- It’s quite all right to vary the font face (style) and size in your headings and subheadings, but again, be consistent with each level in your framework (outline). If you’re using a sans serif font for your narrative body type, try a serif font for your headings and vice versa.
- When formatting your page (and this was already mentioned once above), be sure to purposefully incorporate lots of white space on every page. In physical publishing this is more difficult as it increases the amount of pages that have to be printed. However, in digital publishing there really is no good reason why you shouldn’t design your presentation with generous blank areas on each page.
- The use of limited color can be a good thing. Just don’t overdo it. Headings and highlights can be colored for emphasis, but I would limit the use of color (not including color images) to maybe two or three different colors at most. Don’t color the main narrative text – black is always the standard. Black text on a white background is as good as it gets for reading ease and contrast.
- For longer articles and reports, I would suggest employing a table of contents with linked navigation. It’s easy to do (and can be done automatically with “styles” once you learn how to use your word processor.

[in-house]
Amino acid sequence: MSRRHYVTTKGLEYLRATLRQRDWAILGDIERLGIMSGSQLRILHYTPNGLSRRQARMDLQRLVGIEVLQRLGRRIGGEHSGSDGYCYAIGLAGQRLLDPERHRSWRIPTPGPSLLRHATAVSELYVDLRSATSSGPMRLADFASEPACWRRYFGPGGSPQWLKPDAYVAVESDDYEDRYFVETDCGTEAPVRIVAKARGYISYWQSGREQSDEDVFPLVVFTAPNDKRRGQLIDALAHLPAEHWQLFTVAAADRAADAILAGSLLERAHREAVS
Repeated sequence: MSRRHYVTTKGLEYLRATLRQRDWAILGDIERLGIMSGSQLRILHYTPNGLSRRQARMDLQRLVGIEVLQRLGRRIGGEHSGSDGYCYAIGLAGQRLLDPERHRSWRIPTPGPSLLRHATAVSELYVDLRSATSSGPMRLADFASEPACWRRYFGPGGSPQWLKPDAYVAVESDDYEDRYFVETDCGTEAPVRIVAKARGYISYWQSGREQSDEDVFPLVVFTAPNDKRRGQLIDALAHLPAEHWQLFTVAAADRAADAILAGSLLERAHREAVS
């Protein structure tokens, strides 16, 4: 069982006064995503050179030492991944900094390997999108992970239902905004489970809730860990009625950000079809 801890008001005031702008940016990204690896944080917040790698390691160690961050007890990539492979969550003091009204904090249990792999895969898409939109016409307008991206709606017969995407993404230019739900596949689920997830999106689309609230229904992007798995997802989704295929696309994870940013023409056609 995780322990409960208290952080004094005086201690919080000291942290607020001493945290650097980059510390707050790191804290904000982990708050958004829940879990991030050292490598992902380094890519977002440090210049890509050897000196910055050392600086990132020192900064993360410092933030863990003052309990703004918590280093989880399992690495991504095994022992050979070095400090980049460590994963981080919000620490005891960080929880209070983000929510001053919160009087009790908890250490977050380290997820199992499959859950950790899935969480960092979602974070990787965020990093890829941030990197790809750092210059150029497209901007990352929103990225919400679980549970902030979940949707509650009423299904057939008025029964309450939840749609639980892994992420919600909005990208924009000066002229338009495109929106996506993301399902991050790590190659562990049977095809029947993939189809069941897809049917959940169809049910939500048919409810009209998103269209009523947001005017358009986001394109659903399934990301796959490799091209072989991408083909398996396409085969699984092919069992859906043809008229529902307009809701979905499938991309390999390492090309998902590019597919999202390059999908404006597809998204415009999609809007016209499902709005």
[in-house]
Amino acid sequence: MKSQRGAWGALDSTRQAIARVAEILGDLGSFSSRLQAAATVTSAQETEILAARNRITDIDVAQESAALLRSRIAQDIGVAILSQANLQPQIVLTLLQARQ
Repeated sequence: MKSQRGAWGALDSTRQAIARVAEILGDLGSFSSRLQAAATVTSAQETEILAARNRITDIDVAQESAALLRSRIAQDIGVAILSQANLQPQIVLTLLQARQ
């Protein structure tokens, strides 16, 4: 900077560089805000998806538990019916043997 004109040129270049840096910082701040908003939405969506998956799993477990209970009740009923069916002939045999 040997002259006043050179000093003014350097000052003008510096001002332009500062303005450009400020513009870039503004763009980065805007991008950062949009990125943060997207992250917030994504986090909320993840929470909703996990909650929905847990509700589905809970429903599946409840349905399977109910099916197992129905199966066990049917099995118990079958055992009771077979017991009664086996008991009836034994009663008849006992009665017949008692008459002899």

Use a consistent “voice” or persona in your writing – and let your personality and openness shine!
- Don’t be afraid to speak with your readers like you would speak with a friend in all the writing you do. They will come to recognize your style and “voice” and see you as a unique personality and friend.
- Don’t fret over perfect sentence and paragraph rules … it’s much more important to get your points across in a way that shows you are a genuine caring person.
- Don’t forget that prospects usually make purchases from those that they know, like, and trust. It’s through your writing that your audience will come to know you and appreciate your style. In fact, many will look forward to hearing from you because you write in a uniquely human way.
- Readability is often linked to the interest of the reader in the subject matter. Your audience will find your writing very readable if it is interesting and relevant to what they are looking for. If the topic of your writing is boring, not relevant, or too technical, most readers will have a difficult time staying attentive and “tuned in.”
Every step you take to make your writing more readable will be appreciated by your audience and it will encourage them to stay longer on your site. If a new prospect that doesn’t know you is seeing your writing for the first time … he/she will want more because your writing will be extraordinary when compared to most of the boring and valueless rehashed dribble that is online today!
There are other things you can do to make your articles and posts easier to read. We will talk about some of those in another discussion.
To your online business success!